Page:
Judo pioneer Keiko Fukuda, pictured with her students, is the subject of "Mrs. Judo." (Flying Carp Productions)
Judo pioneer Keiko Fukuda, pictured with her students, is the subject of “Mrs. Judo.” (Flying Carp Productions)

BURBANK – In recognition of Asian-Pacific American Heritage Month in May, KCETLink introduces a compelling series, “Japanese American Lives,” starting Friday, May 2, on Link TV (DirecTV 375, DISH Network 9410) and Friday, May 9, on KCET.

Presented by the Center for Asian American Media (CAAM) in San Francisco, “Japanese American Lives” explores the rich and diverse history of Japanese Americans with stories that go beyond the history books. From a 99-year-old female judo master, and the complex story of a Japanese immigrant family disrupted by World War II, to founders of the Asian American jazz movement, and Japanese Americans helping to rebuild Japan after the devastating tsunami and earthquake, the series is an important look at the inspirational stories of Asian Americans who have made a difference.

• “Mrs. Judo” – Friday, May 2, at 7 p.m. PT on Link TV/Friday, May 9, at 9 p.m. on KCET. Using rare archival footage, exclusive interviews and plenty of on-the-mat action, director Yuriko Gamo Romer eloquently brings to life the inspiring story of a remarkable woman and judo master. At a time when women went from childhood home to wife and homemaker, Keiko Fukuda made an unpopular choice and took a different path. This hour-long documentary beautifully showcases the life of the late Fukuda Sensei (1913-2013), presenting her as not only a pioneer for women but as an inspiration to us all.

• “Honor & Sacrifice” and “Don’t Lose Your Soul” – Friday, May 9, at 7 p.m. PT/Friday, May 16 at 9 p.m. on KCET. “Honor & Sacrifice” by Lucy Ostrander tells the complex story of a Japanese immigrant family ripped apart by war. The Matsumoto family included five sons — two who fought for the Americans and three who fought for the Japanese. The eldest, Hiroshi (Roy), became a hero, fighting against the Japanese with Merrill’s Marauders, an American guerrilla unit in Burma.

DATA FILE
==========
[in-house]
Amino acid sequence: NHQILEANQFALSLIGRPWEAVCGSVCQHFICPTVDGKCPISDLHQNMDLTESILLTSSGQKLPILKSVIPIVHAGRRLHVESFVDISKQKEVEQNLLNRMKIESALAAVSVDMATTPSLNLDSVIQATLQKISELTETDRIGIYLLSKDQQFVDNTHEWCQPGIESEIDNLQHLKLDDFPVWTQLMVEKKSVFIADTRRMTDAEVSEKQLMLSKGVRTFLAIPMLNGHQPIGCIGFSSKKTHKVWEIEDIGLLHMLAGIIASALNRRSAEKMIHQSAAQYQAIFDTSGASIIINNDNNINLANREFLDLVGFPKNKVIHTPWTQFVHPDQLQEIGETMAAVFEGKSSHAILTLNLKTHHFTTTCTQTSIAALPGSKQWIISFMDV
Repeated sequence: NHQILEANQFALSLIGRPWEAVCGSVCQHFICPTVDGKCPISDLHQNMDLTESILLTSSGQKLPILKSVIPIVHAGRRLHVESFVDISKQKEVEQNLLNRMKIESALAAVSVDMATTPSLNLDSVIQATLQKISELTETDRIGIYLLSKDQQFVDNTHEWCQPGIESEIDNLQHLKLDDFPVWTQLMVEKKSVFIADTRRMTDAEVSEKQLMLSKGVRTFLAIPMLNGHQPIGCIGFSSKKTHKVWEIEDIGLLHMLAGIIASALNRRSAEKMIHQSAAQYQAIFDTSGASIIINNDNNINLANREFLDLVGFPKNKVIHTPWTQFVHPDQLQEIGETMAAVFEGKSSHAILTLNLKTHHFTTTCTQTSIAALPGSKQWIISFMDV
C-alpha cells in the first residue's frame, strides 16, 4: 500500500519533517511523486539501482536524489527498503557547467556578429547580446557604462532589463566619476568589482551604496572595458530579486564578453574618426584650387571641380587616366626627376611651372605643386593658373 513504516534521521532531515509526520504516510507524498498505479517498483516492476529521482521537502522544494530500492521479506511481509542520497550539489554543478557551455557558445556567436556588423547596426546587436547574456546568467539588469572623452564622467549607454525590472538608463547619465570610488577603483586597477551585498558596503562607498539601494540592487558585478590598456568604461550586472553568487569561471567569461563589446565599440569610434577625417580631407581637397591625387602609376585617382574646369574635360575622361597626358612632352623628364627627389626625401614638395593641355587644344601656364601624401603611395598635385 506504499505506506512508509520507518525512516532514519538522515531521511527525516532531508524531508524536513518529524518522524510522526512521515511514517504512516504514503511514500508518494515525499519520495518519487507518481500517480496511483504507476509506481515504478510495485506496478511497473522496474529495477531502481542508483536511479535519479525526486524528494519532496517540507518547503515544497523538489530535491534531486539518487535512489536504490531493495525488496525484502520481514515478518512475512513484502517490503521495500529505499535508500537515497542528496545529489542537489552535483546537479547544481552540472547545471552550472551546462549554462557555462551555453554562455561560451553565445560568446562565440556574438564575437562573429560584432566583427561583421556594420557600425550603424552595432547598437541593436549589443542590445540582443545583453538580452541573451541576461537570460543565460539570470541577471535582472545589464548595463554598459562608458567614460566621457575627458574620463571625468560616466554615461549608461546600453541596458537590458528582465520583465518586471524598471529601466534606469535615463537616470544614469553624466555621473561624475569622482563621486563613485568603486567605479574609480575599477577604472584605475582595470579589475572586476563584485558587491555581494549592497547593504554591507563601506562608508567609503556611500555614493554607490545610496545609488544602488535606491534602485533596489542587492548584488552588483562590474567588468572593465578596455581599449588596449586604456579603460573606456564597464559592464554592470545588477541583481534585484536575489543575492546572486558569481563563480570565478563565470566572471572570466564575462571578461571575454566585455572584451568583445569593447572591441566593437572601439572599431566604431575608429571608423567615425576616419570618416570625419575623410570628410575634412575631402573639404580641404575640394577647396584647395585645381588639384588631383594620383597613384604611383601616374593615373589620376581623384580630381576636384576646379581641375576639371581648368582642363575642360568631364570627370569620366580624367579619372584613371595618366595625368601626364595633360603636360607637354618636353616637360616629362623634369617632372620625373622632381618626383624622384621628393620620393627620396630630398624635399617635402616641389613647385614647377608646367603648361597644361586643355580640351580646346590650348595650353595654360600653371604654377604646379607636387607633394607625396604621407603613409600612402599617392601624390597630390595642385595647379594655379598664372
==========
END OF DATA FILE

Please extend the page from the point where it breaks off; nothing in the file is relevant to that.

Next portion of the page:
“Don’t Lose Your Soul” by Jim Choi and Chihiro Wimbush showcases two unsung Asian Americans in the music world. his intimate portrait follows two musical legends: bassist Mark Izu and Grammy-nominated drummer Anthony Brown, both founders of the Asian American Jazz Movement.

• “Stories From Tohoku” – Friday, May 16, at 7 p.m. PT on Link TV/Friday, May 23, at 9 p.m. on KCET. “Stories From Tohoku” chronicles survivors’ stories of courage and resilience three years after the devastating 2011 Tohoku earthquake, tsunami and nuclear disaster in Japan. This powerful documentary, featuring Olympic gold medalist Kristi Yamaguchi, explores both the endurance and frustration of survivors and the hope inspired by visitors. Told through the voices of ordinary people, we meet survivors facing an uncertain future with hope and strength, and Japanese Americans committed to help and support in Japan’s recovery.

Devastation caused by the March 2011 tsunami is shown in "Stories from Tohoku." (Bridge Media)
Devastation caused by the March 2011 tsunami is shown in “Stories from Tohoku.” (Bridge Media)

KCETLink is the national independent public transmedia organization formed by the merger between KCET and Link Media. A viewer-supported 501c(3) organization, its content is distributed nationally via satellite on DirecTV (375) and DISH (9410), in Southern and Central California via broadcast, as well as through various digital delivery systems. The combined organization reaches a wide broadcast audience that includes Link TV’s 33 million satellite subscribers and KCET’s 5.6 million households in Southern and Central California.

KCETLink is committed to driving public media innovation with smarter ways to access content that engages all audiences with global storytelling. For additional information about KCETLink productions, web-exclusive content, programming schedules and community events, visit kcet.org or linktv.org.

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